GST reform a golden opportunity, soon to be missed by the states

Australia’s state premiers are avoiding a GST discussion. Daniel Munoz/AAP

This past Tuesday was another bad day for Australian federalism: the Abbott government’s first budget announced the axing of the COAG Reform Council and the withdrawal of a promised A$80 billion from health and education funding to the states.

The Reform Council represented an important and genuinely innovative development in Commonwealth–State relations. It embarked on a process of intergovernmental benchmarking that by its nature takes considerable time to bear fruit.

The funding cuts, meanwhile, illustrate one of the many problems with the very high degree of vertical fiscal imbalance in Australian federalism. The Commonwealth monopolises revenue collection and the states are forever at its mercy.

But every cloud has a silver lining. The Abbott government seems to be inviting the states to make up this revenue shortfall by agreeing to raise the GST, albeit after the next federal election.

The GST is a Commonwealth tax, but it was introduced by the Howard government after the signing of a formal intergovernmental agreement in 1999 allocating its net proceeds to the states.

The terms of that agreement, including the requirement that any changes to the tax enjoy unanimous support from the states, was then written into Commonwealth law. This was not new money for the states, but it was better money because a) it is not subject to the whims of the Commonwealth government, and b) it is not subject to meddlesome terms and conditions in the way other Commonwealth transfers are.

Thus it is clearly in the states’ interest to receive as much of their transfer revenues in the form of the GST as possible. Typically, the ratio is about 50/50 — with the Commonwealth thus left with enormous scope to make its discretionary “tied grants” to the states.

Missing the forest for the trees

The silver cloud in this year’s budget is the opportunity to boost the share of Commonwealth transfers the states get in the form of general revenue funding and reduce the share that comes in the form of tied grants. The states should seize this golden opportunity.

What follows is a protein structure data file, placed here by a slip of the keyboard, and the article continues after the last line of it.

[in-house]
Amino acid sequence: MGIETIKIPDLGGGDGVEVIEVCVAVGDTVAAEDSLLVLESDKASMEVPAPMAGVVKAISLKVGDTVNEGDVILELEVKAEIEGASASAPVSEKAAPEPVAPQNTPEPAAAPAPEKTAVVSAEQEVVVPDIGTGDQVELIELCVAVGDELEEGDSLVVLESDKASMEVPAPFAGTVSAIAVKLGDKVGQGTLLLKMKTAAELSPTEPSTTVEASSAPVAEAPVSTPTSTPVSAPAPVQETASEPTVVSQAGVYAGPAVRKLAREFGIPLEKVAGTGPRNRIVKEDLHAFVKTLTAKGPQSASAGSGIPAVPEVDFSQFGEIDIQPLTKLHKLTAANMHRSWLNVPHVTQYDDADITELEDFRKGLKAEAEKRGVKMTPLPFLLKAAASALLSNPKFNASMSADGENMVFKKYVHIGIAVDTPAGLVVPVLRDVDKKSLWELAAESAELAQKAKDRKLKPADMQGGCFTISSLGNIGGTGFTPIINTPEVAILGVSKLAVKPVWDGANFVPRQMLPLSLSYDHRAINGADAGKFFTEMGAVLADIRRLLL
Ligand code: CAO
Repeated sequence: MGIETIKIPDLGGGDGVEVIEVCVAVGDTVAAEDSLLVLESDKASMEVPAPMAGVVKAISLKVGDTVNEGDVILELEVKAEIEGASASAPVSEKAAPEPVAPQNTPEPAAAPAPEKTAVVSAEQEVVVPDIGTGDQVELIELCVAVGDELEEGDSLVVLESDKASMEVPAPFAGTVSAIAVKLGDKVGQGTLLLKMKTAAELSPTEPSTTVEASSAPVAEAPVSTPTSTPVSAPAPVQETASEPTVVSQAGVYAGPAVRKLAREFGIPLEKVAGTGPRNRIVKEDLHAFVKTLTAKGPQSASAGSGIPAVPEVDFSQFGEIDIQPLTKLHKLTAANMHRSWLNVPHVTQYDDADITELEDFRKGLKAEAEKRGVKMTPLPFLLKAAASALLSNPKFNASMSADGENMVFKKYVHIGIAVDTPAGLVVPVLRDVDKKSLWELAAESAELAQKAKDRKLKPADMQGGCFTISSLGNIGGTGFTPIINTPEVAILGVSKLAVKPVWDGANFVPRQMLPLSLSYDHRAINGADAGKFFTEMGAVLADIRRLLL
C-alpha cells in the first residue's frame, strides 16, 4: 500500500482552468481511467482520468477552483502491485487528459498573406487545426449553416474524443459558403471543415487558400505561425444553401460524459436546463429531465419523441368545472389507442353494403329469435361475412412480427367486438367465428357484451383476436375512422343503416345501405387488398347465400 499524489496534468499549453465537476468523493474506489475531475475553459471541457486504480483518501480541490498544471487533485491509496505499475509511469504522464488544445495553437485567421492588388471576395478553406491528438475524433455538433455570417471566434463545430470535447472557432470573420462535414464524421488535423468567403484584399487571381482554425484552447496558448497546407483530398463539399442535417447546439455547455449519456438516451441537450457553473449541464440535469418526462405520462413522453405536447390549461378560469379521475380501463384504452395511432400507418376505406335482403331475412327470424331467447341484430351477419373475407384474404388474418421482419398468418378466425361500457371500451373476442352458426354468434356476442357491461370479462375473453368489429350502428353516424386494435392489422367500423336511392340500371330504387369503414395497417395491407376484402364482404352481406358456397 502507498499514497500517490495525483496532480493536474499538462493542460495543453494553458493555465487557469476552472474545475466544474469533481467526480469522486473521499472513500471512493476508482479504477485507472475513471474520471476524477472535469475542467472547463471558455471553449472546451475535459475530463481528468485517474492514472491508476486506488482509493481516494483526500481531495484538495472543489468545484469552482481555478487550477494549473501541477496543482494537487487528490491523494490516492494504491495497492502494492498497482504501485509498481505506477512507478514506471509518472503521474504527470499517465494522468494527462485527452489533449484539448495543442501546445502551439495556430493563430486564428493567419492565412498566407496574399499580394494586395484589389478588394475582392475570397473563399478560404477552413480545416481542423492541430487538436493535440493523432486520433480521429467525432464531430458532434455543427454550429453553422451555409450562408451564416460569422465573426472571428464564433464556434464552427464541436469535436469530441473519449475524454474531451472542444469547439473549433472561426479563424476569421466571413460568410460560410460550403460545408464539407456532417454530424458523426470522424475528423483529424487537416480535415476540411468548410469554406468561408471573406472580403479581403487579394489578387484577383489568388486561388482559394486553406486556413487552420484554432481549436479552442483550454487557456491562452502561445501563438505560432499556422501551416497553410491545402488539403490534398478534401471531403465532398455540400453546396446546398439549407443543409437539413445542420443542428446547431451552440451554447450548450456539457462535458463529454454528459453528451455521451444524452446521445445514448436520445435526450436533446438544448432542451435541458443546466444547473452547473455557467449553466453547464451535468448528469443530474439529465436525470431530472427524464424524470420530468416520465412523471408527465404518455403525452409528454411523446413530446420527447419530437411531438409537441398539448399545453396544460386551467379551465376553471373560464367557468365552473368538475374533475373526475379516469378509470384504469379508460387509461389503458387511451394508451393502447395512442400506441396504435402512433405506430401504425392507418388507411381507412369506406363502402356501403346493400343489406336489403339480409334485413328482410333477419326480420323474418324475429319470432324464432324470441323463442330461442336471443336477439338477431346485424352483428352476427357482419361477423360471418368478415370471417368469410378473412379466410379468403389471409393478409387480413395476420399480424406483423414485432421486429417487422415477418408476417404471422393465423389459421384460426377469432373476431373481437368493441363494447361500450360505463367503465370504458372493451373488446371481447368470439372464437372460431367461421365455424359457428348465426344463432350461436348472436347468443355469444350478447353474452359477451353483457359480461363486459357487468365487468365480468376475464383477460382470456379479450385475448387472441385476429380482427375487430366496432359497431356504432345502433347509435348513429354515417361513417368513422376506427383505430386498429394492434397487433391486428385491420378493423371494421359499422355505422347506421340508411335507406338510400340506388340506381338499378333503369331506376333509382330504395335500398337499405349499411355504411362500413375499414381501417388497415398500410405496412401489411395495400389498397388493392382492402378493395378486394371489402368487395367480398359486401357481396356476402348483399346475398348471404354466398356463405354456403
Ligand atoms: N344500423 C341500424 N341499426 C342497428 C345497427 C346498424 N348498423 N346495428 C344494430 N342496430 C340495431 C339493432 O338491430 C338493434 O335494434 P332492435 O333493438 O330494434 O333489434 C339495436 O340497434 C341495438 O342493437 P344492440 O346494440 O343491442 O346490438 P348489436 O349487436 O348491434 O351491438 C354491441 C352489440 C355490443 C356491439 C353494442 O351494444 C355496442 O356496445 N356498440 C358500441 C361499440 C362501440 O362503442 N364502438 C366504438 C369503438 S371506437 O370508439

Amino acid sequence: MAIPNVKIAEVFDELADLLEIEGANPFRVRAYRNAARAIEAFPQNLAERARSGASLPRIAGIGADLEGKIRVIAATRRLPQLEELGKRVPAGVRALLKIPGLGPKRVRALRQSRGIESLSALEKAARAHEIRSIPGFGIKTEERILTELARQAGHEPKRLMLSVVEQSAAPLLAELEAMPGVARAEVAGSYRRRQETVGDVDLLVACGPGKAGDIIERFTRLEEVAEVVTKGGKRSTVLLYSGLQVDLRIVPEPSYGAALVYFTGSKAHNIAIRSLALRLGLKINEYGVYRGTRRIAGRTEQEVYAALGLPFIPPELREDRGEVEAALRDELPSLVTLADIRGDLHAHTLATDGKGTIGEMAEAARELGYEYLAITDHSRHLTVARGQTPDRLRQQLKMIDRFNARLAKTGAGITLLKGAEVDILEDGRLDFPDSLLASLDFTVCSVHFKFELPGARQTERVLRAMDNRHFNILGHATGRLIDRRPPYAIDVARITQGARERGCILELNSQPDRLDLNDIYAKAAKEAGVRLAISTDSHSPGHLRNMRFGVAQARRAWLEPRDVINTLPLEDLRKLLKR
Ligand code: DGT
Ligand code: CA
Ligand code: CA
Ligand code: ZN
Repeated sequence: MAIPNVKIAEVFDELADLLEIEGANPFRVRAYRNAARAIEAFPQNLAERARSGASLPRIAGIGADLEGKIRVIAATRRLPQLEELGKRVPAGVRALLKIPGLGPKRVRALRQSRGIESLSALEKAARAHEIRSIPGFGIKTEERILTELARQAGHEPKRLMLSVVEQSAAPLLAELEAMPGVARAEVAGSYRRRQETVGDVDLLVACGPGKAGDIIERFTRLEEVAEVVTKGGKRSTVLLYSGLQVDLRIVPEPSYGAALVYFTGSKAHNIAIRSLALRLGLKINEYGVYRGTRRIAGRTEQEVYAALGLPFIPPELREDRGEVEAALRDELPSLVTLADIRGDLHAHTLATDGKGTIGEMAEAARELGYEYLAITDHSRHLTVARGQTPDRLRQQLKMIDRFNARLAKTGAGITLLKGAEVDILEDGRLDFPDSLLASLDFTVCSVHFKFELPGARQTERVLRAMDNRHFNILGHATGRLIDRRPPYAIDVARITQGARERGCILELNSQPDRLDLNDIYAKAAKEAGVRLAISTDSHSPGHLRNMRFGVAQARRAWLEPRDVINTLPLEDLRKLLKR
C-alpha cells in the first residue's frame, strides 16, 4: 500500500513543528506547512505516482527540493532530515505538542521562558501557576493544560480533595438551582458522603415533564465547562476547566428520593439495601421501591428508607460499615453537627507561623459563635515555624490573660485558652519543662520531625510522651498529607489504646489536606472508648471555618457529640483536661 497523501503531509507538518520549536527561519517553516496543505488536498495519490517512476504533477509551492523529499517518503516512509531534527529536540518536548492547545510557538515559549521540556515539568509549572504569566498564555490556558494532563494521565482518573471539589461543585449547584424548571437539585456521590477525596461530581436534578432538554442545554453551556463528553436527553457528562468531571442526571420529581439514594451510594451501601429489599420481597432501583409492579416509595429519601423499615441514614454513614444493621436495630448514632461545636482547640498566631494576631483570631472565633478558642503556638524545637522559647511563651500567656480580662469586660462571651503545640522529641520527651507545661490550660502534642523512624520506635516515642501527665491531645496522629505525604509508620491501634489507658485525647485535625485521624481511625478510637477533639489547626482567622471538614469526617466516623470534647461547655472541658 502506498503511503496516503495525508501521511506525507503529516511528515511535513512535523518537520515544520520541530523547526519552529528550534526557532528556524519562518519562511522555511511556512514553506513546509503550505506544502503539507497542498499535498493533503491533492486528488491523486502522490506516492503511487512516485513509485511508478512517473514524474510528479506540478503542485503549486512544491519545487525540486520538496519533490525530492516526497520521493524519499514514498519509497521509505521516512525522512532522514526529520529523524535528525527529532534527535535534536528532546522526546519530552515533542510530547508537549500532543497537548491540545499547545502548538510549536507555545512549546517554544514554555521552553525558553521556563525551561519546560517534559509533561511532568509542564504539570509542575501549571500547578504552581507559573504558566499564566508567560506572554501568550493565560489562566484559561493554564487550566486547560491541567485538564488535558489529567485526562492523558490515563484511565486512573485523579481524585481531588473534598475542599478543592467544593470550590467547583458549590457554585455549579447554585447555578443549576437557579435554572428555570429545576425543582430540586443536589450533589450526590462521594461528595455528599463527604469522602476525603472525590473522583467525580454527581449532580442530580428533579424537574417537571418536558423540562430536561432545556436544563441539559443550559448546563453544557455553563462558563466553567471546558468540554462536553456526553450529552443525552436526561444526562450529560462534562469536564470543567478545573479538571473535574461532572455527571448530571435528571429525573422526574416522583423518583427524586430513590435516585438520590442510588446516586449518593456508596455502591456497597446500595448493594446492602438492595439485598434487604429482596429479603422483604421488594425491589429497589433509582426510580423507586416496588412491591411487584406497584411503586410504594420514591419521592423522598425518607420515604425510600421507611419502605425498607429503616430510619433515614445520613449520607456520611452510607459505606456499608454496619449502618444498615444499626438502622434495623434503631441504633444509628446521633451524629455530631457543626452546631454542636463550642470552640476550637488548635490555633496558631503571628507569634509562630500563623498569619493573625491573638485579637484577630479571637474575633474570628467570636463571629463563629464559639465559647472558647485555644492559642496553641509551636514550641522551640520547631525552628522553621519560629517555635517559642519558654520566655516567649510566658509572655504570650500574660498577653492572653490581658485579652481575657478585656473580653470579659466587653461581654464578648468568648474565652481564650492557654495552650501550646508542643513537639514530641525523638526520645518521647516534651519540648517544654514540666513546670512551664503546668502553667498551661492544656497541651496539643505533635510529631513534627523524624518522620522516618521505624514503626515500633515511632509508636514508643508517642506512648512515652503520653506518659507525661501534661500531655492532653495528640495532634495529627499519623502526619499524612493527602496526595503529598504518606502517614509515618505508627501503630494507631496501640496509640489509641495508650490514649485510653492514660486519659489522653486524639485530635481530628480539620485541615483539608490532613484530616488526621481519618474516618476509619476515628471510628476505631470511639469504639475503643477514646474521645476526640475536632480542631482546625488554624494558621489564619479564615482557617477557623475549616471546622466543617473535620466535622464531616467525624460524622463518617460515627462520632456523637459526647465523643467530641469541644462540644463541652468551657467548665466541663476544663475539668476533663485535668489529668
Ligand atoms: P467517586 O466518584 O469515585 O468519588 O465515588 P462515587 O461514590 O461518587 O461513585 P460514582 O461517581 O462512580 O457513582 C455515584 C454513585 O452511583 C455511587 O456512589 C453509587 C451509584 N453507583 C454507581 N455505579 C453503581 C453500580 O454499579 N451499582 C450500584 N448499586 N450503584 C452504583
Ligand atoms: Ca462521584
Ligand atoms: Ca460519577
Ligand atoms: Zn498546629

If they can get the GST up to 15%, that would be great; 20% would be even better. The current rate is not particularly high and there’s certainly room to move there. There is also some potential for judicious base-broadening. Working in the states’ favour is the fact that the Commonwealth recognises the GST is an economically efficient tax and Australia needs to reduce its reliance on income taxes.

But seizing this opportunity would require the states to think and act strategically — and doing so has proven something of a challenge for them over the years. Nothing in this respect has been more counterproductive for the states than the ongoing carping about the way the GST revenues are divided up between the jurisdictions.

Australia, originally at Western Australia’s insistence, has a system of fiscal equalisation, whereby the richer states help out the poorer ones to ensure Australians receive comparable quality of public services no matter where they live. Tasmania and South Australia receive a proportionally larger share while, at the other extreme, the mining boom has led to WA receiving a substantially diminished share.

Some of the more selfishly-minded or short-sighted of the donor jurisdictions have been trying to undermine this system. Ideally they would like a simple per capita allocation of the GST revenues so that no equalisation takes place. This will not happen (and may not, later, be in their interest), and the continuing effort to make it happen will only undermine any effort by the states to present a united front, any effort to act strategically.

There are other options for addressing the gross mismatch between revenues and responsibilities in Australian federalism — notably proposals to restore some share of the income tax that the Commonwealth monopolised in 1942. In principle that would be good, and it would put the Australian states on comparable footing to their overseas counterparts.

However, we are talking politics here and in politics it’s what’s possible that counts. If the door to an improved revenue share through the GST is open, the states should get in before it slams shut.

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